For email, I’m going to send you another message in just a minute that’s designed to be forwarded to your group mailing list. There’s no need to crop anything out of it other than your username at the bottom—in this case, I figured two messages would be easier for everyone to deal with. If that’s true in general, just let me know at and I can see how well that works in the future too.

Thanks so much for your help—our authors appreciate MUG support immensely!

Cheers… –Adam


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Easily create and enter secure passwords on all your devices!

Remembering and entering Web passwords can be easy and secure, thanks to 1Password, the popular password manager from AgileBits. In this book, Joe Kissell brings years of real-world 1Password experience into play to explain not only how to create, edit, and enter Web login data easily, but also how to autofill contact and credit card info when shopping online, audit your passwords and generate better ones, and sync and share your passwords using a variety of techniques—including 1Password for Teams. Joe focuses on 1Password 6 for the Mac, but he also provides details and directions for the iOSWindows, and Android versions of 1Password.



2016 Design Salary Survey

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What skill can you add to your personal design toolkit that could boost your paycheck?

And what skill should you keep off your resume because it could sabotage your compensation?

These are just two important tidbits you’ll learn from our 2016 Design Salary Survey. This eye-opening report was compiled from the results of an anonymous online survey of designers, UX/UI specialists, and other professionals in the design space, most of whom work on web and mobile products or connected devices across a wide range of industries.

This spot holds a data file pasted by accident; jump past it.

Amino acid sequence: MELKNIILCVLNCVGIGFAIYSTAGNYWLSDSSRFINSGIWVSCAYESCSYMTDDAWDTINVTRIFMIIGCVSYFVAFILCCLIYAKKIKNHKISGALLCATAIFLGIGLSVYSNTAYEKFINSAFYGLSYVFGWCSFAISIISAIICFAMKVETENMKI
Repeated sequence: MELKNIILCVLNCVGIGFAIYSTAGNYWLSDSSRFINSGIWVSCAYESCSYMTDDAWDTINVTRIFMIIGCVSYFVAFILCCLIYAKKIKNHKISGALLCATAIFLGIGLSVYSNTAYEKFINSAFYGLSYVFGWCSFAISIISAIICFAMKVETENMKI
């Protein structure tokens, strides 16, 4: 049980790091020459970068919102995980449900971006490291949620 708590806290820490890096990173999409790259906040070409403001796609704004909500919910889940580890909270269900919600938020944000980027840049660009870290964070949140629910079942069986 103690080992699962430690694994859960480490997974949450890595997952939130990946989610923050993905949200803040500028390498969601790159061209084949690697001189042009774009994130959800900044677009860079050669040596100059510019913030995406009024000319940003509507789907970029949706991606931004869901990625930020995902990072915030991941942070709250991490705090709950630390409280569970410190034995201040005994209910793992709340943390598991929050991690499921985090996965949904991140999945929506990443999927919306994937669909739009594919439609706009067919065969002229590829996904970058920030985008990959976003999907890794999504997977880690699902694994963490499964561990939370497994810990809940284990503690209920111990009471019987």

This free report arms you with information that can be helpful in job-hunting, salary negotiations, choosing a place to live, or getting a better idea of where you stand in the field of design—and how to move forward in your career.

The O’Reilly 2016 Design Salary Survey report will show you:

  • How years of experience affects wages
  • The most popular tools for UX design
  • The best places to live and work in terms of compensation
  • The skills that will maximize your earning potential
  • Which educational paths translate into higher pay
  • The gender gap in design salaries
  • How to get a salary prediction that shows your place among your peers

And, so we don’t leave you hanging, here are the answers to the two questions at the start of this note.

1  Designers who code—even just a little—earn higher salaries.

2  An academic background in graphic design correlated to lower-than-median salary.

Find out more valuable information, like this, that can help you improve your income potential. Get the 2016 Salary Survey report today.

Enjoy it, with our compliments,

Mary Treseler, Director of Strategic Content, Design